September 25, 2020

NIH Awards $3.1M to Identify Novel Parkinson Disease Genes in Latinos

Goal is to pinpoint therapeutic targets, improve risk prediction in an understudied population

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Cleveland Clinic researcher Ignacio Mata, PhD, has received a five-year, $3.1 million grant from the National Institute of Neurological Disorders and Stroke (NINDS) to identify novel genes associated with Parkinson disease (PD) in Latino populations.


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The funding will expand the work Dr. Mata has led with investigators from multiple Latin American institutions to establish the Latin American Research Consortium on the Genetics of Parkinson’s Disease (LARGE-PD), the world’s largest PD case-control cohort of Latinos.

“The Parkinson genes that we know about explain only a small proportion of the disease’s heritability,” says Dr. Mata, staff in Cleveland Clinic’s Genomic Medicine Institute. “There are additional novel genes awaiting discovery, and we believe we will have the highest likelihood of success in finding those genes if we look at understudied populations, such as those from Latin America.”

Building on a growing study cohort

Identification of genes that cause or increase the risk for PD has enabled better prediction of at-risk individuals and has pinpointed novel targets for precision treatments. However, because most PD studies have been conducted in European or Asian populations, little is known about the genetics of PD in Latino populations, leaving millions of individuals less likely to benefit from advancements in personalized medicine.


To address this disparity, Dr. Mata partnered with his collaborators from Latin America to establish LARGE-PD as a unique resource for genetic analysis in Latinos. LARGE-PD, which currently includes 3,857 participants (about half of whom have PD), aims to include at least 8,000 individuals by 2021 with support from The Michael J. Fox Foundation.

Preliminary results in a subset of LARGE-PD participants (n = 1,500) already identified several novel candidate loci for PD. As LARGE-PD has progressed, several multiplex PD families (i.e., with three or more affected individuals) have been identified and enrolled, and a preliminary study has shown that about 75% of them do not carry a mutation in a known gene, making them good candidates to screen for novel genes.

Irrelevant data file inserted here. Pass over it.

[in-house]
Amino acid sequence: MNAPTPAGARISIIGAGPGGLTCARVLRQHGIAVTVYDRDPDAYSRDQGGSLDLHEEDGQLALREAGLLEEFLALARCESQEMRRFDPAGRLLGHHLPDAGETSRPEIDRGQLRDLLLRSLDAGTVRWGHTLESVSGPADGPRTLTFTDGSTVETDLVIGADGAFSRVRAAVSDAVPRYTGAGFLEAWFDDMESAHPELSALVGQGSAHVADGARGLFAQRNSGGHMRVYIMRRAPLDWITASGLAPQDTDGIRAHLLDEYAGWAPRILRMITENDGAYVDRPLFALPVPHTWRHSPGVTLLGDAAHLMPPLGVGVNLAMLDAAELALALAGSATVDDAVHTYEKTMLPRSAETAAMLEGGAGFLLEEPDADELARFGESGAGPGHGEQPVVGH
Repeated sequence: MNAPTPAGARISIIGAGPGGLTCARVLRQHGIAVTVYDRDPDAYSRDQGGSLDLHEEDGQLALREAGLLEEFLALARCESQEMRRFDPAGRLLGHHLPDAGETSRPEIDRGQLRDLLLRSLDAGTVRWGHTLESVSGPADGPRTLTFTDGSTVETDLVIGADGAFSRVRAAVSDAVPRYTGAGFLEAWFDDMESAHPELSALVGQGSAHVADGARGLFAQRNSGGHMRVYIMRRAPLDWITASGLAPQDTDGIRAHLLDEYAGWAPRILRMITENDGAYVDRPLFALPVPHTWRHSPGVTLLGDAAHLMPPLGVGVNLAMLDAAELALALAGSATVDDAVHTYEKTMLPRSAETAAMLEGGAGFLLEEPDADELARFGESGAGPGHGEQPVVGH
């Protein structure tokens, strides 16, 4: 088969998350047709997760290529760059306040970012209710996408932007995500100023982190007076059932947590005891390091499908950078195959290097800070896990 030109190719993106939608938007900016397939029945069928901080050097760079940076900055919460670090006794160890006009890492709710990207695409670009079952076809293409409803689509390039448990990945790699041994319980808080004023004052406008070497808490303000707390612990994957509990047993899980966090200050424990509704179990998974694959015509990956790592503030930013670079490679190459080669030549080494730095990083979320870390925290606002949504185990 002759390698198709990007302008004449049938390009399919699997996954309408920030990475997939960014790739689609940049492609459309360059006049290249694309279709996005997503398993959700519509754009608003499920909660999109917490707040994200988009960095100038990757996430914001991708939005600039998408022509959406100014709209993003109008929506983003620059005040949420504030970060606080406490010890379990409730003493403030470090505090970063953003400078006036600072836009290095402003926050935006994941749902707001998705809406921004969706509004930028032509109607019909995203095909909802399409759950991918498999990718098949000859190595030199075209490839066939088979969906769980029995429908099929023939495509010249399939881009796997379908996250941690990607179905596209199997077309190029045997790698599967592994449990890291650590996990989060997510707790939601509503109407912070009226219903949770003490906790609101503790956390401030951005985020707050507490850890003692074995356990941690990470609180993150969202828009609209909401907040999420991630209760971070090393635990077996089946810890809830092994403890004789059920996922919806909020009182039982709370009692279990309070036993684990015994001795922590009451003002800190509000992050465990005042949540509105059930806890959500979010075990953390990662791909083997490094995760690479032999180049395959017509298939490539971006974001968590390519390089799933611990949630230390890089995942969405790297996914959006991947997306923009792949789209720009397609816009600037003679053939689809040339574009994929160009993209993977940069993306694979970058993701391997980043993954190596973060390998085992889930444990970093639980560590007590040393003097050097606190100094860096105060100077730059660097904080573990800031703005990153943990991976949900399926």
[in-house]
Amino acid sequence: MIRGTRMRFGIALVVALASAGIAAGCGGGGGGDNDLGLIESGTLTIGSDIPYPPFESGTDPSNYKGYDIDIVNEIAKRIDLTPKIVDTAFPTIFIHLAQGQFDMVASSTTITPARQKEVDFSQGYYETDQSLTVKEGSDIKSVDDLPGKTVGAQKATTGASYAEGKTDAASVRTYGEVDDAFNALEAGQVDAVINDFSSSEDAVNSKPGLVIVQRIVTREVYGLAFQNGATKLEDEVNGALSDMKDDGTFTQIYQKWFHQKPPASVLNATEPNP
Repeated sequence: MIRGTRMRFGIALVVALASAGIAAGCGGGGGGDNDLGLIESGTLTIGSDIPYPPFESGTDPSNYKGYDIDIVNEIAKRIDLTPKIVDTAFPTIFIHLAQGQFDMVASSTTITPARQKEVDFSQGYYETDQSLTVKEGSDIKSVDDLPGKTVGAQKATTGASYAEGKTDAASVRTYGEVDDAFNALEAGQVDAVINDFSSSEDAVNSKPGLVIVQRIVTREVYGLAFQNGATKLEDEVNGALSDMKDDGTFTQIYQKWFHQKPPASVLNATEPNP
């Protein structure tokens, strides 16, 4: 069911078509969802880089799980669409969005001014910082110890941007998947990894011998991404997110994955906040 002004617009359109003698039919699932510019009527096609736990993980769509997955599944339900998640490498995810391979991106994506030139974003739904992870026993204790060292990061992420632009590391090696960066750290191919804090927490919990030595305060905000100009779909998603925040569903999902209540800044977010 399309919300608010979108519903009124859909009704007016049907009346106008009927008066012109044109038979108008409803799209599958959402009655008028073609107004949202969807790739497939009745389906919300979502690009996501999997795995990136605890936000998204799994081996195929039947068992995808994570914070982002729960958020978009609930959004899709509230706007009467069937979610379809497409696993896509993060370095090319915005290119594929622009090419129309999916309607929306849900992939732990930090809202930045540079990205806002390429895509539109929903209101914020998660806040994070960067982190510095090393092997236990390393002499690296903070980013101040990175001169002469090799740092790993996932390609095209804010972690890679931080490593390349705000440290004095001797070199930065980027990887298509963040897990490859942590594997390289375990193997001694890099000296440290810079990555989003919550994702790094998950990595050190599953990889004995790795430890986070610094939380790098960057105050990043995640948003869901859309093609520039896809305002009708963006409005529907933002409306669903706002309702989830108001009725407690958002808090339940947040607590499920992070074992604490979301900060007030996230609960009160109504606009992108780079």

Expanding efforts with GWAS and a polygenic risk score

With this new NINDS award, Dr. Mata and collaborators will investigate genetic variants associated with PD in Latinos on a much larger scale, including the first-ever transethnic genome-wide association study (GWAS) in collaboration with the International Parkinson Disease Genomics Consortium, the largest consortium of patients of European, Asian and African ancestry. In collaboration with a research group led by Dennis Lal, PhD, also of Cleveland Clinic’s Genomic Medicine Institute, they plan to harness their data to develop and validate a Latino-specific polygenic risk score, which will indicate an individual’s overall genetic risk of developing PD.


“Our data will improve our understanding of the biological causes of PD for all patients, regardless of their ethnicity,” says Dr. Mata. “We also will find new therapeutic targets and improve diagnosis and risk prediction for individuals in Latin America and other countries with a growing Latino population, such as the United States. Our study, and others like it, will reduce existing health disparities by allowing Latinos to actively participate in clinical trials and receive personalized treatment based on their specific genetic variants.”

A broad collaboration

The NINDS award includes collaboration with scientists in 11 other nations:

  • Peru — Instituto Nacional de Ciencias Neurológicas (Lima) (with their collaborating site at Universidad del Altiplano (Puno))
  • Brazil — Brazilian PD Consortium (CBPD), including Universidade de São Paulo-Facultad de Medicina de Ribeirão Preto (Ribeirão Preto), Santa Casa de Misericórdia de Porto Alegre (Porto Alegre), Universidade Federal de Ciências da Saúde de Porto Alegre (Porto Alegre), Universidade Federal do Rio Grande do Norte (Natal), Universidade Federal de Goiás (Goiania), Universidade Federal de São Paulo (São Paulo), Universidade de São Paulo (São Paulo), Hospital e Maternidade Celso Pierro (São Paulo), Hospital Sírio-Libanês (São Paulo), Universidade Federal de Minas Gerais (Belo Horizonte), Universidade Federal do Paraná (Curitiba), Universidade de Campinas (Campinas), Universidade do Estado do Amazonas (Manaus), Hospital Ophir Loyola (Belem), Hospital Universitário de Brasília (Brasília), Universidade Federal do Ceará (Fortaleza), Universidade Federal do Rio de Janeiro (Rio de Janeiro), Hospital Universitário Gafrée e Guinle (Rio de Janeiro)
  • Colombia — Universidad de Antioquia (Medellin), Universidad Nacional de Colombia (Bogota) and Fundación Valle del Lili (Cali)
  • Uruguay — Universidad de la República-Hospital de Clínicas (Montevideo)
  • Argentina — Centro de Parkinson y Transtornos de Movimiento and Instituto de Neurociencias de Buenos Aires (Buenos Aires)
  • Chile — Centro de Transtornos del Movimiento (CETRAM) and University of Chile (Santiago)
  • Honduras — Hospital San Felipe (Tegucigalpa)
  • Ecuador — Hospital Teodoro Maldonado (Guayaquil) and Hospital Luis Vernaza (Guayaquil)
  • Costa Rica — University of Costa Rica (San Jose)
  • Mexico — TecSalud (Monterrey), Instituto Nacional de Neurología y Neurocirugía (Mexico City), Hospital General de México (Mexico City), ISSSTE Instituto de Seguridad y Servicios Sociales de los Trabajadores del Estado (Mexico City)
  • West Indies — St. George’s University (St. George, Grenada)

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